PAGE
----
In either scenario, it is vital that these devices stay patched and upgraded to ensure the ongoing protection of your systems and data. Additional technologies and protocols may be necessary since not all devices will be connected to the network on a regular basis, which may be essential to “push” patches to computers. This extra step is worthwhile, though – cybercrime in higher education is at an all-time high.

2. Secure access to business systems

Many of the software applications used in higher education are cloud-based and can easily be accessed via the internet, but some will require a virtual private network (VPN) connection. Your network and infrastructure teams should immediately review your institution’s hardware and software capacity. It is likely that they will need to increase limits since networks weren’t typically designed to support many (or all) users working remotely at the same time.

As mentioned previously, extra caution should be applied to ensure that access to confidential student and school data is protected, which may require additional software installed on most machines. If you are relying on your staff to access such systems from their personal devices, it is likely those devices do not have the same security software as your school-owned equipment. Consider deploying a CASB (cloud access security broker) solution to any personal devices that will be accessing business systems in order to enforce the appropriate protocols on these devices and protect your sensitive data.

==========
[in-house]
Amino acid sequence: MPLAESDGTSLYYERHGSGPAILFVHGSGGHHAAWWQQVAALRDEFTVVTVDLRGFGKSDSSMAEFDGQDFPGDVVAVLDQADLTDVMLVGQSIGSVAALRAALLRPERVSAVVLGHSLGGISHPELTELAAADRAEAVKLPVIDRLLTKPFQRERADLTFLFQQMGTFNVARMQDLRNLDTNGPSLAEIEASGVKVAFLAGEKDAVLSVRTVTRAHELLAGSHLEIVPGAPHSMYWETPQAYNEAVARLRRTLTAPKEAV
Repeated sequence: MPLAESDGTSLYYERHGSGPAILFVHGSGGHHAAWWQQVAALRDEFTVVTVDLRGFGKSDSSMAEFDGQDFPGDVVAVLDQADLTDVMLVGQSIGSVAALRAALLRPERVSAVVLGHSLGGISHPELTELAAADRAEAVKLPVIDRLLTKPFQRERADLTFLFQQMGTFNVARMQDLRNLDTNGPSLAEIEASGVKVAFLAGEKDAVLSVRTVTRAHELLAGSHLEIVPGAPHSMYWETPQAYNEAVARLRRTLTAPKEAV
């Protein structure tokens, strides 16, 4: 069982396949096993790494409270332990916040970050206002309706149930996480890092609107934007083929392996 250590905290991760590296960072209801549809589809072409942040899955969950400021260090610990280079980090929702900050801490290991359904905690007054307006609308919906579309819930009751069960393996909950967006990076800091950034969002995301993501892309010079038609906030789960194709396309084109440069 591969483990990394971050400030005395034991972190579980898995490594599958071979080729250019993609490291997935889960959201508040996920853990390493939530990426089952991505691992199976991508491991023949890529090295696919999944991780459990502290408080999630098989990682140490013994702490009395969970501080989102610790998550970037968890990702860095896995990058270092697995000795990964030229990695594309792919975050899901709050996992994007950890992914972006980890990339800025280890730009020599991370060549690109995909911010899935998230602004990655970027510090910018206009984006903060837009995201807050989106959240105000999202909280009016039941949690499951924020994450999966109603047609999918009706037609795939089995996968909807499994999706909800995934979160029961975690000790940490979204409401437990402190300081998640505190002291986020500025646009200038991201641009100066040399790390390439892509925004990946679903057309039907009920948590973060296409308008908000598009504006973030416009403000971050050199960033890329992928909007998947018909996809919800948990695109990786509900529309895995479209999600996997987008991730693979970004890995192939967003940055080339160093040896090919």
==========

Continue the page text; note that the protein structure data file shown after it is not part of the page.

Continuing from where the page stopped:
3. Virtual collaboration tools

Staying connected with colleagues is vitally important. There are fantastic tools being used by many schools for teaching and learning – now is the time to evangelize the use of this technology for staff members to collaborate in real time with each other. Consider implementing an institution-wide chat tool that allows your faculty and staff to quickly connect about daily business activities. Providing this avenue will increase productivity and help avoid a severe uptick in email communication.

Implementing video or web conferencing can also be a valuable way to maintain connection while in a remote environment. Face-to-face engagement is critical, so having the ability to use video for small group or department meetings can help increase productivity and comfort during times when your constituents are displaced across cities or even states.